We’ve read six of the eight Henning Mankell mysteries (there’s also a book of short stories, all featuring his “star” detective Kurt Wallander) and await the translation of the most recent two novels into English. As the New York Times put it, his novels are “gruesome enough to satisfy any gore-loving mystery reader.” Mankell says, “I write about some ver horrible things, but I have never written anything that couldn’t have happened in reality…Whatever I write, reality is always worse.” When asked how he began writing, he said, “I can still remember a little of the emotional sensation of putting two words together, making a sentence and making that sentence part of a story. The sensation was almost erotic–stronger than anything I have ever experienced later in life.”
We doubt that most writers would consider the act of writing to be “erotic”–it’s more just plain hard work; concentration. There are always a million potential distractions. Such as discovering yet another mystery writer. This time, it’s Janwillem van de Wetering, who by last accounts still lives on the seacoast of Maine in a tiny town. Set in Amsterdam, Wettering’s mystery series features a pair of good-humored detectives named __ and — whose police car is a Volkswagen bug. So far we’re read The Mind-Murders, The Blonde Baboon (unforgettable), and Tumbleweeds (good; particularly evil corporate CEO villain). We’ve just started Outsider in Amsterdam…
At the Dec 5 FACTRIX REUNION at The Lab (held under the rubric of our PRANKS FESTIVAL) all three original members of Factrix played onstage for the first time in twenty years, with WINSTON TONG providing the vocals…against a mesmerizing backdrop of background imagery from slides and video. This was an amazing event for Factrix fans, who were able to purchase the recently-released Factrix 2-CD set from Germany.
Also on the bill was Monique Magdalene (veteran of 70s S.F. performance art; who by all accounts provoked and prodded the audience), and theSIXTEENS–one of the best bands I’ve seen in the past decade. They combine provocative lyrics and industrial noise with some very compelling rhythms and contrapuntal arrangements–their display case for their CDS, LPs and book was a beautifully crafted coffin-shaped suitcase. The book, Jay Davis’s THE THOMSKY FLUKE & OTHER TALES (great cover), certainly represents some of the best speculative fiction being written today…my only complaint is that I wanted most of the short stories to be longer, and more developed. This book is fascinating; one can finish it in one night. Try ordering the book at firstname.lastname@example.org, or email@example.com.
At the event we were gifted with a CD by Kwisp (aka Walter Funk), Teriyaki Vest Odyssey, which we were assured was “incredibly strange.” It’s available from 530 Divisadero St #197, SF 94117. And in the gifts department we were sent a CD titled DULL NORMAL from Daniel Herston, 5112 Conroy Rd #326, Orlando FL 32811. Exercise your curiosity and send him only $2 for a CD! That must barely cover postage, container price, and the cost of the blank CD itself.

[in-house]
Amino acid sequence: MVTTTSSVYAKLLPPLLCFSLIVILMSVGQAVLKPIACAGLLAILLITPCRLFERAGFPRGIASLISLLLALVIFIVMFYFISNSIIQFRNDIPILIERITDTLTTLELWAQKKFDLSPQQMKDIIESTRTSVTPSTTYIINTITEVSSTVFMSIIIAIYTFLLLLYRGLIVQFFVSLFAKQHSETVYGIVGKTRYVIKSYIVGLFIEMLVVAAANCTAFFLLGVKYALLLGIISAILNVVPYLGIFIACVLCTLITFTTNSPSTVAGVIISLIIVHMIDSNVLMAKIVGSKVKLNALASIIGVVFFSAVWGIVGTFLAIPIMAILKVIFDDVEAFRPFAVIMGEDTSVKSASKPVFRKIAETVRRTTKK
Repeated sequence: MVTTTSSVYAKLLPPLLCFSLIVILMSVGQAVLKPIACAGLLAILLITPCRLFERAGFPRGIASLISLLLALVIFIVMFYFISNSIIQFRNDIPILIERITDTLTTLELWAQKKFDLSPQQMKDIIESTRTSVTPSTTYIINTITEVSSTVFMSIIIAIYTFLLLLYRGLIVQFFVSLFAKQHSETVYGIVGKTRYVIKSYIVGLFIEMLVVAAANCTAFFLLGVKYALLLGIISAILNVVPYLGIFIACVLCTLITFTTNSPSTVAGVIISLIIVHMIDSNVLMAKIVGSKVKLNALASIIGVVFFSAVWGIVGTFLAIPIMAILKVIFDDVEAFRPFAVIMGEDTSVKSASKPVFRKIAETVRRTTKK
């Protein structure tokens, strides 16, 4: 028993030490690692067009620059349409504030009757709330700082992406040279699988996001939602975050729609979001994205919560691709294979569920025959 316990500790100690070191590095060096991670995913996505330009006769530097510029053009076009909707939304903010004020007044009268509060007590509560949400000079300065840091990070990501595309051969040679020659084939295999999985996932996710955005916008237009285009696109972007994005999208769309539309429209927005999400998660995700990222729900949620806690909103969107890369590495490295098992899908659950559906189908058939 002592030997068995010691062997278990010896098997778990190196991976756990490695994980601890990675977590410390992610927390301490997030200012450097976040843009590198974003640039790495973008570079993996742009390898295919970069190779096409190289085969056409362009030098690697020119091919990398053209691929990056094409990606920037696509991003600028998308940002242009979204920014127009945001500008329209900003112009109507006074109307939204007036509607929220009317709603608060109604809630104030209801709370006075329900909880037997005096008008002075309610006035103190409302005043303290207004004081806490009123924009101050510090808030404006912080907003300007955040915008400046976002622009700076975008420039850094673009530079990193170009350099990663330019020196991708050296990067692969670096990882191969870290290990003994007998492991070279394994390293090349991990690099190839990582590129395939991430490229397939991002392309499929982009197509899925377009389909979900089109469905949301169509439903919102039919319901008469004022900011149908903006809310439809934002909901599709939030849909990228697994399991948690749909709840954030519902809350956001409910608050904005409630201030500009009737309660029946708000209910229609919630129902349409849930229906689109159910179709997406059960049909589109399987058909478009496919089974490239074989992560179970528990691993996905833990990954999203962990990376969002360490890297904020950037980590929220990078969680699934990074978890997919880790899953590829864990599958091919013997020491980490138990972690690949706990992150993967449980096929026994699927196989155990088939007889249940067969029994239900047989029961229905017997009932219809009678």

8. WRITING ABOUT US AND OUR BOOKS: This month we’re skipping the self-promotion…but warn you that if you want a copy of the Industrial Culture Handbook, order it soon! But, to support us, please go to our website (we hope you’ll find something you haven’t read yet, or a gift for someone else) at
9. The RE/Search Mission Statement In 1977 V. Vale was the sole founder of SEARCH & DESTROY (focus: the original punk rock cultural revolution). Then in 1980 Vale solely founded its reincarnation, RE/SEARCH (which had a wider, more far-ranging vision, yet magnetized around a core concern with investigating the meaning of “freedom” and “liberty”). All of his publications were inspired by Surrealism, Situationism, the entire history of radical cultural strivings in general, and Andy Warhol’s early Interview magazine in particular, which printed uncensored, illustrated interviews with cutting-edge creative individuals, regardless whether they were famous. Vale’s editorial policy was different in that his focus was on ideas and creativity rather than biography…always attempting to elicit radical thoughts and history out of interviewees.
The RE/SEARCH project encourages “D-I-Y” (Doing It Yourself), work against hierarchy and the status quo, and aims to demystify the “Control Process” that, more than ever, thwarts our creativity and exercise of freedom. RE/Search is engaged in a long-term cultural remapping toward the chimeric goal of “total liberation of the mind and body.” We also aim to bring you the “best” out of the information overload engulfing us. Our roots are Black Humor, Dada, Surrealism, Situationism, Outsider Art, and The Eternal Underground, including The Occult. Our direct mentors are William S. Burroughs, J.G. Ballard, and Philip Lamantia, plus everybody we’ve interviewed! Please feel free to contribute to this project–and say how you wish to be credited.
January 2004 RE/Search eNewsletter written by V. Vale.